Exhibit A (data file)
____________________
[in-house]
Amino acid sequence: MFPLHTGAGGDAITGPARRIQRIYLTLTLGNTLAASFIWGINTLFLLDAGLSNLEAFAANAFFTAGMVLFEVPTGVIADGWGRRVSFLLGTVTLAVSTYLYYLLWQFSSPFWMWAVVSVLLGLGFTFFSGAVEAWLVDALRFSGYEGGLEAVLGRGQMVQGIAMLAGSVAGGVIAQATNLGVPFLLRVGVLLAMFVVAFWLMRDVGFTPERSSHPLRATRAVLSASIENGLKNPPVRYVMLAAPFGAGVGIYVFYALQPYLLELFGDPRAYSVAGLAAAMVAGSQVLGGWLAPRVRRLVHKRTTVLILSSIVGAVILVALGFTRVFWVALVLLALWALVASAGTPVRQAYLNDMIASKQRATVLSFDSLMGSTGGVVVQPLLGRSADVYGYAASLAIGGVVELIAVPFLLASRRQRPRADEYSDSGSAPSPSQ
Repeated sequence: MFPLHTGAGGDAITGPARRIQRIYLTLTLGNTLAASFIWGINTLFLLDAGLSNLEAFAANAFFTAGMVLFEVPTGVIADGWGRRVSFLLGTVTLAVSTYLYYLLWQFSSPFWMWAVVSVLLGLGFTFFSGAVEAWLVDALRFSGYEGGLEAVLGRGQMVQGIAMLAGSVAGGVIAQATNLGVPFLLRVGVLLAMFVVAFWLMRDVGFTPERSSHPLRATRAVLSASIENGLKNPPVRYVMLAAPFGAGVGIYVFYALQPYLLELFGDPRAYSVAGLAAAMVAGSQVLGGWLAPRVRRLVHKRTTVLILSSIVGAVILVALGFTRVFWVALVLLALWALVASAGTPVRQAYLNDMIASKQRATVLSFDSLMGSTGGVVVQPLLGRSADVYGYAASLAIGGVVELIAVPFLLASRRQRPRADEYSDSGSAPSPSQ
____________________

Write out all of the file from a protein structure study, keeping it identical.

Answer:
[in-house]
Amino acid sequence: MFPLHTGAGGDAITGPARRIQRIYLTLTLGNTLAASFIWGINTLFLLDAGLSNLEAFAANAFFTAGMVLFEVPTGVIADGWGRRVSFLLGTVTLAVSTYLYYLLWQFSSPFWMWAVVSVLLGLGFTFFSGAVEAWLVDALRFSGYEGGLEAVLGRGQMVQGIAMLAGSVAGGVIAQATNLGVPFLLRVGVLLAMFVVAFWLMRDVGFTPERSSHPLRATRAVLSASIENGLKNPPVRYVMLAAPFGAGVGIYVFYALQPYLLELFGDPRAYSVAGLAAAMVAGSQVLGGWLAPRVRRLVHKRTTVLILSSIVGAVILVALGFTRVFWVALVLLALWALVASAGTPVRQAYLNDMIASKQRATVLSFDSLMGSTGGVVVQPLLGRSADVYGYAASLAIGGVVELIAVPFLLASRRQRPRADEYSDSGSAPSPSQ
Repeated sequence: MFPLHTGAGGDAITGPARRIQRIYLTLTLGNTLAASFIWGINTLFLLDAGLSNLEAFAANAFFTAGMVLFEVPTGVIADGWGRRVSFLLGTVTLAVSTYLYYLLWQFSSPFWMWAVVSVLLGLGFTFFSGAVEAWLVDALRFSGYEGGLEAVLGRGQMVQGIAMLAGSVAGGVIAQATNLGVPFLLRVGVLLAMFVVAFWLMRDVGFTPERSSHPLRATRAVLSASIENGLKNPPVRYVMLAAPFGAGVGIYVFYALQPYLLELFGDPRAYSVAGLAAAMVAGSQVLGGWLAPRVRRLVHKRTTVLILSSIVGAVILVALGFTRVFWVALVLLALWALVASAGTPVRQAYLNDMIASKQRATVLSFDSLMGSTGGVVVQPLLGRSADVYGYAASLAIGGVVELIAVPFLLASRRQRPRADEYSDSGSAPSPSQ